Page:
Fixing to Steel, a Metal LintelHere's a letter about fixing to steel, that I got from Sarah in the UK.
Hi Bill, I'm trying to drill into a thick metal lintel to put up a curtain pole & blind. I have a high speed drill bit & a cordless drill. I hardly seem to be making a dent in the metal. Do you have any tips? I'm also having the same problem under the stairs to put up some coat hooks. Assuming I can drill a hole, what sort of rawl plugs would you use?Hi Sarah,
Best regards Sarah
It sounds like you have a tough job there.
If it is a steel lintel over your window, then it is obviously there to do a structural job, so it is quite likely fairly thick, maybe 6mm. Not a casual job for a cordless drill. I suggest you try to borrow an electric drill. (works off mains power). Use nice sharp HSS drill bits .
The simple way of fixing to steel, (heavy that is) is to try not to, I try to shift what I am doing, away to somewhere easier. You might just find that 50mm higher gets you into an easier material, like lighter wall framing or brickwork that is easy the masonry drill.
Sometimes when fixing to steel like this, I like to screw a timber batten, say 75 x 20 over the window head, to the steel with say three screws. So I would predrill the timber and steel say with a 4.5 (3/16) drill. Then I would drive in a metal thread tek screw that just about fits the hole, with my electric screwdriver. Once I have the timber fixed with one screw I level it and drill and screw in a couple of more screws.
The timber batten I then usually paint the same colour as the wall, before starting to fix my curtain tracks.
This give me something soft and easy to screw in those fiddly little screws for the brackets for your curtain rods etc.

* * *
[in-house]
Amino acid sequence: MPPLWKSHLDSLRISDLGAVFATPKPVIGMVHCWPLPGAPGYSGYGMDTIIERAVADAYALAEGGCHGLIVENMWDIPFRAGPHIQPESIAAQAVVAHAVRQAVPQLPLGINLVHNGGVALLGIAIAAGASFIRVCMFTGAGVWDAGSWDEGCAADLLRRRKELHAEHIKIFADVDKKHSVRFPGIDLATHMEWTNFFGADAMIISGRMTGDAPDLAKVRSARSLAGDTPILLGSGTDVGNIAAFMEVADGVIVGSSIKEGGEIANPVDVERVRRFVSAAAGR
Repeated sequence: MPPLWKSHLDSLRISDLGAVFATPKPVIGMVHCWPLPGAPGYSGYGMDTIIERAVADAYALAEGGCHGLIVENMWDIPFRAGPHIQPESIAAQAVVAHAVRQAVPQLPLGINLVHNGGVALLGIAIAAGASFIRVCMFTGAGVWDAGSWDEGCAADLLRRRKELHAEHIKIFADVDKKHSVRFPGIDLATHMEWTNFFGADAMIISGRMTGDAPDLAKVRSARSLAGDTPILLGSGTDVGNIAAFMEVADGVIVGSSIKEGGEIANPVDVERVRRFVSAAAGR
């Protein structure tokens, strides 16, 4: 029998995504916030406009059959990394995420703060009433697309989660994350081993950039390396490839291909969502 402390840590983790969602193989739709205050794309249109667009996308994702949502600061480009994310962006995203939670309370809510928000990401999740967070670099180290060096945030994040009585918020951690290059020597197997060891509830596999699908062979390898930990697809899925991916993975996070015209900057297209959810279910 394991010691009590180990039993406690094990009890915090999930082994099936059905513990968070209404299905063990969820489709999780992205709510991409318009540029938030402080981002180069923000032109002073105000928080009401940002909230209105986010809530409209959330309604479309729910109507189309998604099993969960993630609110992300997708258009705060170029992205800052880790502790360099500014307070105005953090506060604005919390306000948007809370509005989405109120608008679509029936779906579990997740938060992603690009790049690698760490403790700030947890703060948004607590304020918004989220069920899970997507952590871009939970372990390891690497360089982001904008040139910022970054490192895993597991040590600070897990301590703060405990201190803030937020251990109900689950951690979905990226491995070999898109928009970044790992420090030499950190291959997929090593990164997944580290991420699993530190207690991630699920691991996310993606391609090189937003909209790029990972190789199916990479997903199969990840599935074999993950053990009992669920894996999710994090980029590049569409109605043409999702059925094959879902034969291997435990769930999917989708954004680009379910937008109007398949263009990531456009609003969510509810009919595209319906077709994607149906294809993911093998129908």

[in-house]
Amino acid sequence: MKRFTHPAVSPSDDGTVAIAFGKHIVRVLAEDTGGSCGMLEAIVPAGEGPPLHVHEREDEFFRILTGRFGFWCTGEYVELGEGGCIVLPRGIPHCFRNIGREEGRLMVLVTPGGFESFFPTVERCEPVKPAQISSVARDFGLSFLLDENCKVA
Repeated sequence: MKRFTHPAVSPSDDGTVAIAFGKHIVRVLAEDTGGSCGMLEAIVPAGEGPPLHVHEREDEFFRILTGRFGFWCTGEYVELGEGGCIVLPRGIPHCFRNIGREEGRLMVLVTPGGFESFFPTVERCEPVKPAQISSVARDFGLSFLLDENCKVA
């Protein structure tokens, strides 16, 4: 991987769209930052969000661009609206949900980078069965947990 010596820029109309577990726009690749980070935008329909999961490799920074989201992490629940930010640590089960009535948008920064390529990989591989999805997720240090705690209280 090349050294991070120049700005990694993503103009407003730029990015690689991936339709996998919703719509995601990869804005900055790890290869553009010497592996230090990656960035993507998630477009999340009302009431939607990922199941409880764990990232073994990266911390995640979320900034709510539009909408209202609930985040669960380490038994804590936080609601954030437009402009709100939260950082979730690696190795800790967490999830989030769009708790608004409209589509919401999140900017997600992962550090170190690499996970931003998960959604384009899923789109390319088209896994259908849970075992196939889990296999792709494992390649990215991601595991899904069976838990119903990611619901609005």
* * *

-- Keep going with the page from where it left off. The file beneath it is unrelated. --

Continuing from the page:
If the steel is thin, up to 3mm the metal thread screws should go straight in without the need for predrilling, each one has it's own drill bit on the end. Of course you need to borrow an electric screwdriver to get the best out of them.
You could try the old method, getting some self tapping screws and then drilling your pre drill hole almost the same size, just a touch less than the self tapper, and then you should be able to screw them in with a hand screwdriver.
So this is fixing to steel, screw straight to it, nothing else needed. The screws themselves bite into the steel.
Quite often when fixing to steel using metal thread screws, I get the speed of the screwdriver and the force I use pushing the screwdriver just right. The screw goes in quickly. Other times things don't work as they should and it doesn't want to drill in. I throw the screw away and and use another. Another time it seems like that particular hole that I have started to drill has work hardened, and even a new screw will not finish it off. that's when I start a completely new hole.
Rawlplugs are great for masonry, brick walls. Drill with tungsten tipped masonry drill, correct size for the plugs. Some times you need a hammer drill if the wall is very hard. Belt in the plugs with a hammer, cut off any excess with a chisel, then fix whatever with ordinary wood screws through and into the plugs. Again in a lot of cases it is easier to fix a timber batten to the wall with a couple or three Rawlplugs, then all your fiddly stuff is easy after. You can never seem to get the same accuracy otherwise.
Best of luck with it. Bear in mind though that if you get this sort of job done, there could be no stopping you. You could be wandering around the house looking for something else to fix.
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